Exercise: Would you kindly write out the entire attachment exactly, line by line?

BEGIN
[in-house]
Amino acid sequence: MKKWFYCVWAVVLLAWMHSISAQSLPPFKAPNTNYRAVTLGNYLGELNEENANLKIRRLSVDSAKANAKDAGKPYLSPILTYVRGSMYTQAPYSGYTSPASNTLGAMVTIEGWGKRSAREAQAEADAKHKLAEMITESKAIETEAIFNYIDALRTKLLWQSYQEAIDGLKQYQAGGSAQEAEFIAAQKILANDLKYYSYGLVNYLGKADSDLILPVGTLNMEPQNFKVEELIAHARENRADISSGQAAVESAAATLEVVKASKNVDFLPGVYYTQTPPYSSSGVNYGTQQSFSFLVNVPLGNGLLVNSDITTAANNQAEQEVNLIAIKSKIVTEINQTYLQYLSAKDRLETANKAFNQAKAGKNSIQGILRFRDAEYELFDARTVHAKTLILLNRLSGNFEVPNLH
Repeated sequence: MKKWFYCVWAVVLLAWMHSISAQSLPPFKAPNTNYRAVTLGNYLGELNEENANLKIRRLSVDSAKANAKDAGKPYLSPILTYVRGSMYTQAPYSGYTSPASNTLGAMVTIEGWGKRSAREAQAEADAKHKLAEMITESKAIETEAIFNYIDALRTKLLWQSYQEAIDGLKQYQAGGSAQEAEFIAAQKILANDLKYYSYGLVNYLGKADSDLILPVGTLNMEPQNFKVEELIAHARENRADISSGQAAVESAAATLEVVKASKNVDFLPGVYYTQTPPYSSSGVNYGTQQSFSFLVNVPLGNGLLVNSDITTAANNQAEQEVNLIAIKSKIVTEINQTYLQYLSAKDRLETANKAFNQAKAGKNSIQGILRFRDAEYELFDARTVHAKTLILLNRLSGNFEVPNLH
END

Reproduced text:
[in-house]
Amino acid sequence: MKKWFYCVWAVVLLAWMHSISAQSLPPFKAPNTNYRAVTLGNYLGELNEENANLKIRRLSVDSAKANAKDAGKPYLSPILTYVRGSMYTQAPYSGYTSPASNTLGAMVTIEGWGKRSAREAQAEADAKHKLAEMITESKAIETEAIFNYIDALRTKLLWQSYQEAIDGLKQYQAGGSAQEAEFIAAQKILANDLKYYSYGLVNYLGKADSDLILPVGTLNMEPQNFKVEELIAHARENRADISSGQAAVESAAATLEVVKASKNVDFLPGVYYTQTPPYSSSGVNYGTQQSFSFLVNVPLGNGLLVNSDITTAANNQAEQEVNLIAIKSKIVTEINQTYLQYLSAKDRLETANKAFNQAKAGKNSIQGILRFRDAEYELFDARTVHAKTLILLNRLSGNFEVPNLH
Repeated sequence: MKKWFYCVWAVVLLAWMHSISAQSLPPFKAPNTNYRAVTLGNYLGELNEENANLKIRRLSVDSAKANAKDAGKPYLSPILTYVRGSMYTQAPYSGYTSPASNTLGAMVTIEGWGKRSAREAQAEADAKHKLAEMITESKAIETEAIFNYIDALRTKLLWQSYQEAIDGLKQYQAGGSAQEAEFIAAQKILANDLKYYSYGLVNYLGKADSDLILPVGTLNMEPQNFKVEELIAHARENRADISSGQAAVESAAATLEVVKASKNVDFLPGVYYTQTPPYSSSGVNYGTQQSFSFLVNVPLGNGLLVNSDITTAANNQAEQEVNLIAIKSKIVTEINQTYLQYLSAKDRLETANKAFNQAKAGKNSIQGILRFRDAEYELFDARTVHAKTLILLNRLSGNFEVPNLH